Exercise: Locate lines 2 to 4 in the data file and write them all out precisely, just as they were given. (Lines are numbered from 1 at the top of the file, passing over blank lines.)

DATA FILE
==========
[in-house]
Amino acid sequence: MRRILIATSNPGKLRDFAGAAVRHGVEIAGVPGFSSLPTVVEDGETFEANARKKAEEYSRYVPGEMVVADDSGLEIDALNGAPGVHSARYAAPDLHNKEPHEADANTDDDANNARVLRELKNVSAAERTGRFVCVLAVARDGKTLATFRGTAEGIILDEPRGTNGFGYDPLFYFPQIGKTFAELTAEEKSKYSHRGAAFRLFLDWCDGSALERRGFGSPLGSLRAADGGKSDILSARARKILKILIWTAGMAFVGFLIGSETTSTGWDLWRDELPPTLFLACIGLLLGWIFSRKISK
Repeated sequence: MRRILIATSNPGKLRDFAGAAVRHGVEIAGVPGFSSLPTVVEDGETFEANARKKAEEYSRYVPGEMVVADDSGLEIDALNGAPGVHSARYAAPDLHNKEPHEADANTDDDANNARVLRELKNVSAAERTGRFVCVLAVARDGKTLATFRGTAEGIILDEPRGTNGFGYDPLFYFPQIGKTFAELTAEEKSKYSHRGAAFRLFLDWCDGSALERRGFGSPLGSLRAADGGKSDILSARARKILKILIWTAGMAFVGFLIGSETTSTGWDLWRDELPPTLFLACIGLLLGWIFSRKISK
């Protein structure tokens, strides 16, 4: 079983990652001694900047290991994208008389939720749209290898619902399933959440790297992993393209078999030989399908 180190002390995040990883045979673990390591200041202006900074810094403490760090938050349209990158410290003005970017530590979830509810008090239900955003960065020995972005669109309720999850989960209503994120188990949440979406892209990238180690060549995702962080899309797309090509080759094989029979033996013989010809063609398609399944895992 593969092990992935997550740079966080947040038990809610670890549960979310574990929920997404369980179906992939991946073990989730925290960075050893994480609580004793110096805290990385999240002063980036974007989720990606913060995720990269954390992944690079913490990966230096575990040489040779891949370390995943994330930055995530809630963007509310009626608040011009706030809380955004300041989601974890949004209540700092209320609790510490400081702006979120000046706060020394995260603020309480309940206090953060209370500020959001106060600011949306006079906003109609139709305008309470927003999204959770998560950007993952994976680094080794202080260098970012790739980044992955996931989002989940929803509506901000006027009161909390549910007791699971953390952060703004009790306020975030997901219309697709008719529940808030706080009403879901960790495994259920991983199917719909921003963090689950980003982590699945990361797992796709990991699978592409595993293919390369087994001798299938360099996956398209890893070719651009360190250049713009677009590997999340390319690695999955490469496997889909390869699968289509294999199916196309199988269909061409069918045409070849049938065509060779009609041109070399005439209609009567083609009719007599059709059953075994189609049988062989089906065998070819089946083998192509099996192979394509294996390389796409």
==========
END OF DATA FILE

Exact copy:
Amino acid sequence: MRRILIATSNPGKLRDFAGAAVRHGVEIAGVPGFSSLPTVVEDGETFEANARKKAEEYSRYVPGEMVVADDSGLEIDALNGAPGVHSARYAAPDLHNKEPHEADANTDDDANNARVLRELKNVSAAERTGRFVCVLAVARDGKTLATFRGTAEGIILDEPRGTNGFGYDPLFYFPQIGKTFAELTAEEKSKYSHRGAAFRLFLDWCDGSALERRGFGSPLGSLRAADGGKSDILSARARKILKILIWTAGMAFVGFLIGSETTSTGWDLWRDELPPTLFLACIGLLLGWIFSRKISK
Repeated sequence: MRRILIATSNPGKLRDFAGAAVRHGVEIAGVPGFSSLPTVVEDGETFEANARKKAEEYSRYVPGEMVVADDSGLEIDALNGAPGVHSARYAAPDLHNKEPHEADANTDDDANNARVLRELKNVSAAERTGRFVCVLAVARDGKTLATFRGTAEGIILDEPRGTNGFGYDPLFYFPQIGKTFAELTAEEKSKYSHRGAAFRLFLDWCDGSALERRGFGSPLGSLRAADGGKSDILSARARKILKILIWTAGMAFVGFLIGSETTSTGWDLWRDELPPTLFLACIGLLLGWIFSRKISK
């Protein structure tokens, strides 16, 4: 079983990652001694900047290991994208008389939720749209290898619902399933959440790297992993393209078999030989399908 180190002390995040990883045979673990390591200041202006900074810094403490760090938050349209990158410290003005970017530590979830509810008090239900955003960065020995972005669109309720999850989960209503994120188990949440979406892209990238180690060549995702962080899309797309090509080759094989029979033996013989010809063609398609399944895992 593969092990992935997550740079966080947040038990809610670890549960979310574990929920997404369980179906992939991946073990989730925290960075050893994480609580004793110096805290990385999240002063980036974007989720990606913060995720990269954390992944690079913490990966230096575990040489040779891949370390995943994330930055995530809630963007509310009626608040011009706030809380955004300041989601974890949004209540700092209320609790510490400081702006979120000046706060020394995260603020309480309940206090953060209370500020959001106060600011949306006079906003109609139709305008309470927003999204959770998560950007993952994976680094080794202080260098970012790739980044992955996931989002989940929803509506901000006027009161909390549910007791699971953390952060703004009790306020975030997901219309697709008719529940808030706080009403879901960790495994259920991983199917719909921003963090689950980003982590699945990361797992796709990991699978592409595993293919390369087994001798299938360099996956398209890893070719651009360190250049713009677009590997999340390319690695999955490469496997889909390869699968289509294999199916196309199988269909061409069918045409070849049938065509060779009609041109070399005439209609009567083609009719007599059709059953075994189609049988062989089906065998070819089946083998192509099996192979394509294996390389796409």